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Legislative Assembly for the ACT: 1999 Week 8 Hansard (26 August) . . Page.. 2494 ..

Debate resumed from 24 August 1999, on motion by Ms Carnell:

That this Bill be agreed to in principle.

MR SPEAKER: Is it the wish of the Assembly to debate this order of the day concurrently with the Gaming and Racing Control (Consequential Provisions) Bill 1999? There being no objection, that course will be followed. I remind members that in debating order of the day No. 1 they may also address their remarks to order of the day No. 2.

MR KAINE (12.18): Mr Speaker, I think I have made it pretty clear long before now that I support the Government's Bill in principle. Much of the material in the Government's Bill and the subsequent amendments were influenced by the report of the Select Committee on Gambling, which reported some time ago. We were to debate that report and the Government's response to it this morning, but we have bypassed that. I do not think it matters because the Government's response to that report has been reflected in the amendments that it is proposing to the legislation for debate today.

As I say, I have no difficulty with the Bill in principle, although I do have some problems with some of the detail of it, and will come to that in the detail stage. I think it is worth while saying at this stage of the debate that there is a very interesting correlation between what the select committee said in its report and what the Productivity Commission said in a major report published quite recently. In fact, I could go through the Productivity Commission's report and identify the commission's key findings, which are summarised on pages xii and xiii of its report, and identify particular recommendations and paragraphs in our own select committee's report which are almost identical. Although the Government tended to denigrate our report a bit when we tabled it and tended to write it off as being a report that did not come to any serious conclusions, in fact the Productivity Commission has very largely endorsed and supported the recommendations and some of the comment in our report. I think that is worth noting.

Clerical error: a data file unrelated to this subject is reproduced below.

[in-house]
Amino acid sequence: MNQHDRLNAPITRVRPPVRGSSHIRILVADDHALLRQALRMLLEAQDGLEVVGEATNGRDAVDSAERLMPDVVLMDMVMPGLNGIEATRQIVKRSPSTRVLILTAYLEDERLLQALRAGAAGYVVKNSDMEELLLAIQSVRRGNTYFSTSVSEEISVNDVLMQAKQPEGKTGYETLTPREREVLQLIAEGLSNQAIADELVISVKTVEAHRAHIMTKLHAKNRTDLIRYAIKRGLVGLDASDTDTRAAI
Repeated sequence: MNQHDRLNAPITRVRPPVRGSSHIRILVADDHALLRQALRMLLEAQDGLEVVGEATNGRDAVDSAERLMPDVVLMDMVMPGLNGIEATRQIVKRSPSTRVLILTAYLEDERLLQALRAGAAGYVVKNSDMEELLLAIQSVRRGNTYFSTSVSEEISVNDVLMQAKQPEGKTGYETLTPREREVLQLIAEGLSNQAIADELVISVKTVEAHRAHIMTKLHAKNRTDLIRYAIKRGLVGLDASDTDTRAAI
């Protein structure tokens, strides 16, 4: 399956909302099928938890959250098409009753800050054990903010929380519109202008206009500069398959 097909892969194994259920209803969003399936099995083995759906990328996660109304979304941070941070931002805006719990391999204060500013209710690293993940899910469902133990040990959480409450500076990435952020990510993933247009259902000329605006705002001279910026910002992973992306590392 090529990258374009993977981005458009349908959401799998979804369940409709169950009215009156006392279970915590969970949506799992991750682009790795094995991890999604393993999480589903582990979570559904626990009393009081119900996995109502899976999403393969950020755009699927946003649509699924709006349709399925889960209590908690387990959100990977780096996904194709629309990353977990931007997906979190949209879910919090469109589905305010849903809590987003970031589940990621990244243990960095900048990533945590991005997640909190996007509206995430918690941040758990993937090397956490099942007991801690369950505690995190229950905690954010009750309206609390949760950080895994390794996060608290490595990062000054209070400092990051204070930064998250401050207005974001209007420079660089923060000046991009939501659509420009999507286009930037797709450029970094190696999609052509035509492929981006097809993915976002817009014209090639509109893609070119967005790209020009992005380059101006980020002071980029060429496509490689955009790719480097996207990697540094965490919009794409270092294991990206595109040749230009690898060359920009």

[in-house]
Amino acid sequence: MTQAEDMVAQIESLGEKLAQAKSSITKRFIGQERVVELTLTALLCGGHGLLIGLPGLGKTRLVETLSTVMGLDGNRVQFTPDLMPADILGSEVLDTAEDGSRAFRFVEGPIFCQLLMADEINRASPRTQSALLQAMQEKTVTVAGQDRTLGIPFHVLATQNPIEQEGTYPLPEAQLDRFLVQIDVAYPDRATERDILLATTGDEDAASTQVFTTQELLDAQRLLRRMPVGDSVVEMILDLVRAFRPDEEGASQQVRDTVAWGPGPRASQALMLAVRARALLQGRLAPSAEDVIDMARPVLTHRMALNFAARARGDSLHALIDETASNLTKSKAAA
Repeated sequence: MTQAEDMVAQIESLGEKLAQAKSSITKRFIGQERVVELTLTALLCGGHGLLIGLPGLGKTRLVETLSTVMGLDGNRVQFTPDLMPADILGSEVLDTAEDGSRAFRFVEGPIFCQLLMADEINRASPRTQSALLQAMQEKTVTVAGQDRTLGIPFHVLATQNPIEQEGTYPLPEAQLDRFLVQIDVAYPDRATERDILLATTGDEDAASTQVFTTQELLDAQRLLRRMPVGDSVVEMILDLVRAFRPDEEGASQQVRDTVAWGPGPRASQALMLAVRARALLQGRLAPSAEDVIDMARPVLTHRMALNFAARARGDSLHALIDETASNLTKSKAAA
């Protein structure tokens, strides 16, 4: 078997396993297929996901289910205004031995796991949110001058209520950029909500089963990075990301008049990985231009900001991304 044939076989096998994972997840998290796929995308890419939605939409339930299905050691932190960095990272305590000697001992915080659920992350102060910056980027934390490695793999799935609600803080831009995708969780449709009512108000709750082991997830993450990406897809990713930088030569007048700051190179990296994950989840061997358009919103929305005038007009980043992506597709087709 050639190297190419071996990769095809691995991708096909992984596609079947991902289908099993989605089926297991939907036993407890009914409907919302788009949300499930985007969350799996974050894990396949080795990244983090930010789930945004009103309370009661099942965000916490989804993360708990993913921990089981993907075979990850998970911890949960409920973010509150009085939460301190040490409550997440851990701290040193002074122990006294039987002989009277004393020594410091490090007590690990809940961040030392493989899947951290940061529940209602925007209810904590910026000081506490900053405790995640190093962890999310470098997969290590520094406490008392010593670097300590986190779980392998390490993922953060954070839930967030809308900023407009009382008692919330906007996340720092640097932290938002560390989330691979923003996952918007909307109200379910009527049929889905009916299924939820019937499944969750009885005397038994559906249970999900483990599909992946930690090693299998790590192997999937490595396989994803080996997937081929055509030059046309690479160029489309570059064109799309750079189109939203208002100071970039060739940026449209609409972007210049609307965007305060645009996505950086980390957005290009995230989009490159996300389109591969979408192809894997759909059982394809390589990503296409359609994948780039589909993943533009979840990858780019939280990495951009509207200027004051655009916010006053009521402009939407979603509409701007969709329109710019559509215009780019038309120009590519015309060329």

It is quite clear that gambling in the ACT pretty much reflects the situation across the country. For example, we had recommended that greater research be conducted and one of the comments in the Government's response to our report was that the lack of hard evidence in regard to problem gambling in the ACT had apparently led to various recommendations by the committee for study and research and for increased services to gamblers without any assessment of possible costs and benefits to the community. That was a very interesting comment in light of the key findings of the Productivity Commission's report, which confirms what we said - data is simply not available.

The commission also made the point, and I quote from its report, that "quantification of the costs and benefits of the gambling industries is hazardous". Even at their level they had difficulty in quantifying it, although the Government was quite denigratory in its response to our report because we had failed at our level to identify these things. I think there is a lesson in that. Although much of what we said in our report was based on local anecdotal evidence because there is no body of research and no data from which we could draw and although the Government also commented in their response that we

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